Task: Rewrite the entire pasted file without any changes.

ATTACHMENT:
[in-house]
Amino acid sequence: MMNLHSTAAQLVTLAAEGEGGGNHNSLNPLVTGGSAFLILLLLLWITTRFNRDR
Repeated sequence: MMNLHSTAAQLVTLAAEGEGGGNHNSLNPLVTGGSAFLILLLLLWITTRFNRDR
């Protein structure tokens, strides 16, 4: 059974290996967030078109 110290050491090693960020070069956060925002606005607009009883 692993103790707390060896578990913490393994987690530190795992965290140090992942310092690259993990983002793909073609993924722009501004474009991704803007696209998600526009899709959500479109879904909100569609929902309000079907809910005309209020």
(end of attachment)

[in-house]
Amino acid sequence: MMNLHSTAAQLVTLAAEGEGGGNHNSLNPLVTGGSAFLILLLLLWITTRFNRDR
Repeated sequence: MMNLHSTAAQLVTLAAEGEGGGNHNSLNPLVTGGSAFLILLLLLWITTRFNRDR
């Protein structure tokens, strides 16, 4: 059974290996967030078109 110290050491090693960020070069956060925002606005607009009883 692993103790707390060896578990913490393994987690530190795992965290140090992942310092690259993990983002793909073609993924722009501004474009991704803007696209998600526009899709959500479109879904909100569609929902309000079907809910005309209020």